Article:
In June 2011, WCF hosted the Moscow Demographic Summit, describing it as the “world’s first summit to address the international crisis of rapidly declining birthrates.” More than 500 people attended, including Patriarch Kirill, head of the Russian Orthodox Church; Russian First Lady Svetlana Medvedeva; members of the Russian Duma; and a host of right-wing American scholars and activists.

Within two weeks of the event, President Medvedev—whose wife, Medvedeva, had recently teamed up with the Russian Orthodox Church on a new anti-abortion campaign—signed a law requiring abortion providers to devote 10 percent of any advertising to describing the dangers of abortion to a woman’s health, and making it illegal to describe abortion as a safe medical procedure. This was the first new legislative restriction placed on abortions in the country since the fall of Communism.

Four months later, in October 2011, the Russian Duma passed a law further restricting abortions to within the first 12 weeks of pregnancy, with exceptions for cases up to 22 weeks in instances of rape or medical necessity. The new law also tacked on a mandatory waiting period of two to seven days before an abortion can be performed, a common tactic used by anti-abortion activists in the U.S.

Parke explores how WCF exploits nativist and nationalist fears in order to push restrictions on reproductive rights and LGBT equality in its work in Africa and at the United Nations as well. You can read the full report here.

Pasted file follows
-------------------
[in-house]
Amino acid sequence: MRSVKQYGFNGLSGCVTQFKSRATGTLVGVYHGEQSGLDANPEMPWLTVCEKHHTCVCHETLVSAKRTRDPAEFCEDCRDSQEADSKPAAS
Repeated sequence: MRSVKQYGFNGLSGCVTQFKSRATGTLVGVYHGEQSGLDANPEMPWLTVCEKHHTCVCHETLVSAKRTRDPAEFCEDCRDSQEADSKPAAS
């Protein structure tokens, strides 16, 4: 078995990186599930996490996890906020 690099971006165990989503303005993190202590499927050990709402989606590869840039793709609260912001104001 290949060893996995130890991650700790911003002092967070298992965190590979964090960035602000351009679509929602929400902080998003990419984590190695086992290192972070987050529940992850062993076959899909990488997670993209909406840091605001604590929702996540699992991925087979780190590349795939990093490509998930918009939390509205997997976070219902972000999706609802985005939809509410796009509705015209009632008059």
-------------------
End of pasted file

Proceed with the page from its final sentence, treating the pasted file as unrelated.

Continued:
The Personhood Movement: Internal Battles Go Public: Part 2

This is the second post in a RWW series on the reemergence of the fetal personhood movement and what it means for the future of abortion rights in the U.S.

Part 1: The Personhood Movement: Where It Comes From And What It Means For The Future Of Choice
Part 3: The Personhood Movement: Undermining Roe In The Courts
Part 4: The Personhood Movement: Regrouping After Defeat

As proponents of the “personhood” strategy to end legal abortion like to remind those who will listen, the original goal of the anti-abortion rights movement after Roe v. Wade was to pass a constitutional amendment overturning the decision. And one possible amendment — along with a dubious statutory alternative  — would have done so by defining “personhood” as starting at conception.